Visit the Student Brewer site

This was a piece I wrote a while back for BEER - the CAMRA magazine. Each edition has a little debate at the back of it. I like a challenge, so I wrote a piece suggesting that JDW are not the biggest supporter of real ale. Enjoy

I'm not going to lie - it's a tough side to argue. I'm sure the range and price of ales will be the forefront of the opposition's piece, so I'll start there. With regards to the range of beers, more times than not I've been presented with plenty of pumps, the majority with clips on facing the customer, yet only two or three beers actually available. Not the end of the world, I'll grant you, but frustrating. What I truly have a problem with is their 'beer festival' - 'The Biggest Real Ale & Cider Festival'. A quick google search for their 'festival' brings this up: To celebrate Spring in style, our April 2011 beer festival features 50 British & International ales and 10 ciders in all our pubs.

Now to anyone who has read What's Brewing letter's pages shortly after a large CAMRA festival will know some people are always disappointed to turn up on the last day of the festival and not have every single ale available to them. Yet nobody appears to have a problem with JDW twice a year putting on a 'beer festival' where maybe 10 ales are available at most. I don't honestly know how they get away with it twice a year. Why is this bad for real ale? Real ale and pubs are intricately linked, and practices such as these show neither ale nor pubs in the best light to new potential ale drinkers.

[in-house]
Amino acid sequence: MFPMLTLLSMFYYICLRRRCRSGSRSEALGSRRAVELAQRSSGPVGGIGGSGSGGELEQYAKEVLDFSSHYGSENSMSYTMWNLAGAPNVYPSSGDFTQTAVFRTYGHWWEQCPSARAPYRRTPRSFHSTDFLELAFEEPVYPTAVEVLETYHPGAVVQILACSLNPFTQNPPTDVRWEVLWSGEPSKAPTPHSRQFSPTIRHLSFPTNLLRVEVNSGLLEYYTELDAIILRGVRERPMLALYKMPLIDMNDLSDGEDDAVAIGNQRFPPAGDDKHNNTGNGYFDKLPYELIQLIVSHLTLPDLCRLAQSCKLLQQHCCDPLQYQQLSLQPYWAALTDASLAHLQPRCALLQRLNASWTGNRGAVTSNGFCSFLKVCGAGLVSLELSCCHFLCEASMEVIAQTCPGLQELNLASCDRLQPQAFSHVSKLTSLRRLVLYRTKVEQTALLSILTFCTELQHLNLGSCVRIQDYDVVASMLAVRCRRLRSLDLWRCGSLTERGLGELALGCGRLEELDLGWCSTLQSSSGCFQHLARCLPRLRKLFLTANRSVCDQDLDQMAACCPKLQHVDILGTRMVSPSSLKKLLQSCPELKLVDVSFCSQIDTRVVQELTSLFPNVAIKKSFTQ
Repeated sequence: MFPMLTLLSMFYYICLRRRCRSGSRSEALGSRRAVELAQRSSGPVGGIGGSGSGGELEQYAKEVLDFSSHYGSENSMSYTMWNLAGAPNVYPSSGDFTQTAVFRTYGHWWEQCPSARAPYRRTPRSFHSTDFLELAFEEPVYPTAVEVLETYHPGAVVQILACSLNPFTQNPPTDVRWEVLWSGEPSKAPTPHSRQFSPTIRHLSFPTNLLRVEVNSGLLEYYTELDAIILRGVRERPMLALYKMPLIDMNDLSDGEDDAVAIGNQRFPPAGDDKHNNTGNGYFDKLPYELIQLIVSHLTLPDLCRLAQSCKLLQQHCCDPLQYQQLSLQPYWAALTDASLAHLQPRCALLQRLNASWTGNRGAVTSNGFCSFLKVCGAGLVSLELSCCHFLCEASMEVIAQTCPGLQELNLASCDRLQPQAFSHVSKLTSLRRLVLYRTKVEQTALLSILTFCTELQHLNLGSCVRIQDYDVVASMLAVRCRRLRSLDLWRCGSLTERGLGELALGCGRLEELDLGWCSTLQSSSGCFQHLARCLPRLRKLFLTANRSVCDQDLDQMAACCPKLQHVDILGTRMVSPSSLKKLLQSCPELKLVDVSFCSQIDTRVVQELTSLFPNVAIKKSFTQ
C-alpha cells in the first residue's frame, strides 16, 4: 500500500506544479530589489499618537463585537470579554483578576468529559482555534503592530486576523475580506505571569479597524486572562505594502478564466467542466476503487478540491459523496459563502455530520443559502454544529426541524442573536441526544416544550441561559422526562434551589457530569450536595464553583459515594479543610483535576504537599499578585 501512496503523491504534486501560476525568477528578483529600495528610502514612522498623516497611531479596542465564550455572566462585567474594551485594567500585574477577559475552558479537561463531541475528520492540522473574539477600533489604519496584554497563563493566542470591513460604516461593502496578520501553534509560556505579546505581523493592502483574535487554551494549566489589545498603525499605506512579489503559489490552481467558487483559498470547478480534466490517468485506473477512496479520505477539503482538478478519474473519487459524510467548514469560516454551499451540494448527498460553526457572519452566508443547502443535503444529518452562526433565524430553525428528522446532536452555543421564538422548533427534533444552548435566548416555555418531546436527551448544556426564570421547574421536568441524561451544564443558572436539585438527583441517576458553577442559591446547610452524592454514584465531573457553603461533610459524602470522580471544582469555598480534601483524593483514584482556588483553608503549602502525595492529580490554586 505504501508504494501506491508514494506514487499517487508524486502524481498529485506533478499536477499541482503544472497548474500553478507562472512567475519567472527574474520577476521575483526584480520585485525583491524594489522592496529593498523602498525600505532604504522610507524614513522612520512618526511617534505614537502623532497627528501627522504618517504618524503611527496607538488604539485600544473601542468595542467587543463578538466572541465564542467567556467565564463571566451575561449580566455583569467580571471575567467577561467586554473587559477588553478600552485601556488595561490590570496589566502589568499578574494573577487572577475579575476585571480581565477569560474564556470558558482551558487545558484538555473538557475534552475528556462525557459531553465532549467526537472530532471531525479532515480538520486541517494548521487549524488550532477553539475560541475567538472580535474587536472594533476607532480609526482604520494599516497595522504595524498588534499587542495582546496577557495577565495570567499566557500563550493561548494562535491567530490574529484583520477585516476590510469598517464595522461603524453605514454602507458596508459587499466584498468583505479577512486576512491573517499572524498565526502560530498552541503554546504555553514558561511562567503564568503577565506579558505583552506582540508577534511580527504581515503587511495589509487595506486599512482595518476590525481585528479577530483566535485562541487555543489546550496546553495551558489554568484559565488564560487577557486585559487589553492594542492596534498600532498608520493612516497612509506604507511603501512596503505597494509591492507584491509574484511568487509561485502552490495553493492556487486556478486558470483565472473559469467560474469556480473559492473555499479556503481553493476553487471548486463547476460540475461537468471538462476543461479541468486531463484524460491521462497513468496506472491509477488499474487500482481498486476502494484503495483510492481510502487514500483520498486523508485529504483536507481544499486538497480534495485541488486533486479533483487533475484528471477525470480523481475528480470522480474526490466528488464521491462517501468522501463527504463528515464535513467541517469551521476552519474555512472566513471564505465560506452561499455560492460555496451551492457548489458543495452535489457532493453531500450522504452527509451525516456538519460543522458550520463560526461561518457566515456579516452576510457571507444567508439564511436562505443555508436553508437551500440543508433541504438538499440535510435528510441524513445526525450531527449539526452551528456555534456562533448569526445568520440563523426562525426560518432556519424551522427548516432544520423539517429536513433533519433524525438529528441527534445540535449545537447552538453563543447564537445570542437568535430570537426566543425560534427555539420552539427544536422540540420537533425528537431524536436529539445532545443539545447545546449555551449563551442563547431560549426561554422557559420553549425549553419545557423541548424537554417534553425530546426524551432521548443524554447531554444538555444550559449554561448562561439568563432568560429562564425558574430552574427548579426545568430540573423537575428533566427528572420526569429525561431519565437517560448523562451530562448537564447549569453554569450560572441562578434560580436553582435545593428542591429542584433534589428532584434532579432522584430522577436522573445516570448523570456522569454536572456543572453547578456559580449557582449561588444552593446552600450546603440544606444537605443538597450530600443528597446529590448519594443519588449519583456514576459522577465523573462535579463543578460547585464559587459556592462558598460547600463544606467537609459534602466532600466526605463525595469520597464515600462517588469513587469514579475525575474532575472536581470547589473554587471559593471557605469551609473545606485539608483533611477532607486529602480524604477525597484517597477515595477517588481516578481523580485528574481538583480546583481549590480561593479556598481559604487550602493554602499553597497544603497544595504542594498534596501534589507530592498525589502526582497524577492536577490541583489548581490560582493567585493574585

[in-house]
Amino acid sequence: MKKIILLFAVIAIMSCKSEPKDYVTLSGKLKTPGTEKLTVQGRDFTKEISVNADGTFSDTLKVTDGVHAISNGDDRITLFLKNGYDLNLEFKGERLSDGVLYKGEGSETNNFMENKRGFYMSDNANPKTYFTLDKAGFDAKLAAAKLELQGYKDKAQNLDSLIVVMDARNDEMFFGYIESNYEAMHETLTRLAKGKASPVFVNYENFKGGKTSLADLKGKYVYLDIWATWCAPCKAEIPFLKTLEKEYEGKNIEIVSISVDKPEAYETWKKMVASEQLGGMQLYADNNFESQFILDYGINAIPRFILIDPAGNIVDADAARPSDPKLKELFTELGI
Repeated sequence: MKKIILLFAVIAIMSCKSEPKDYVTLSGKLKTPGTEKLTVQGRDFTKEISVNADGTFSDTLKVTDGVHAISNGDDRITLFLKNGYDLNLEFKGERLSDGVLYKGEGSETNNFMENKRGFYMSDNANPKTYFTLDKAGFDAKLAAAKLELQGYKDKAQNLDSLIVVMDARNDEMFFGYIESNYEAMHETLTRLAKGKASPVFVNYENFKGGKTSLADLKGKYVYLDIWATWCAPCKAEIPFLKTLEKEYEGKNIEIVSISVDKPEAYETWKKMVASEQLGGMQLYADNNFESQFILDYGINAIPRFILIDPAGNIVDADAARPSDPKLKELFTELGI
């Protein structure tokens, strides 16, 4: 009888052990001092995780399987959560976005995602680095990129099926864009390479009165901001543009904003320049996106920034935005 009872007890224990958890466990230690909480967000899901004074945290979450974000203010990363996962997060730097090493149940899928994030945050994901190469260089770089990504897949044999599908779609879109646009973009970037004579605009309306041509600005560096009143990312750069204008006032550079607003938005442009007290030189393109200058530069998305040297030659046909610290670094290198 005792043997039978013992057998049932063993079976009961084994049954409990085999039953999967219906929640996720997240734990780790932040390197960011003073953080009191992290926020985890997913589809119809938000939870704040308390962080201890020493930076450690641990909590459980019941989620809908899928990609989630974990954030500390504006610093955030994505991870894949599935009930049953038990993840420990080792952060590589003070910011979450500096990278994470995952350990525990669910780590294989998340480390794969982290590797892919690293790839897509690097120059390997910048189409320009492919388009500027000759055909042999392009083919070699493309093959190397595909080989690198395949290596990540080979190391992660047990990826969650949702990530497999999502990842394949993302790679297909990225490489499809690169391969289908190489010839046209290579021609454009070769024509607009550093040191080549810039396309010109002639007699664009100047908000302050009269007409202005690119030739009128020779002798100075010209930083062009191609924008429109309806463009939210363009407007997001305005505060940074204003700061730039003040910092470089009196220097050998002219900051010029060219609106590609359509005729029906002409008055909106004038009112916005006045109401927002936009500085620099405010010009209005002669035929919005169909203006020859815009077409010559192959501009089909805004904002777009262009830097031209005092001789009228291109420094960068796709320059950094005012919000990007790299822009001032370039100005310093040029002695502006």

JDW buy beer from breweries at massively reduced rates, and obviously only from breweries large enough to meet their supply requirements. This means smaller breweries can't get on the bar, restricting choice for customers to those larger breweries. As well as this, the reduced prices JDW pay, and charge customers, is devaluing real ale and taking money out of the sector. It takes skill and knowledge to consistently brew good beer, and the reward to the brewer should be reasonable.

But more importantly, customers will start to think of real ale as worth only £2 a pint. In the same way some members of a club think their membership entitles them to cheaper drinks than others such as regulars who support the pub all year round. Pubs without the buying power of JDW, independents for example, may see the scales of profit and loss tip the wrong way with a nearby JDW present, in much the same way a nearby supermarket can do for butchers and bakers, sucking money out the local economy at the same time. Real ale needs small independent pubs to survive and thrive.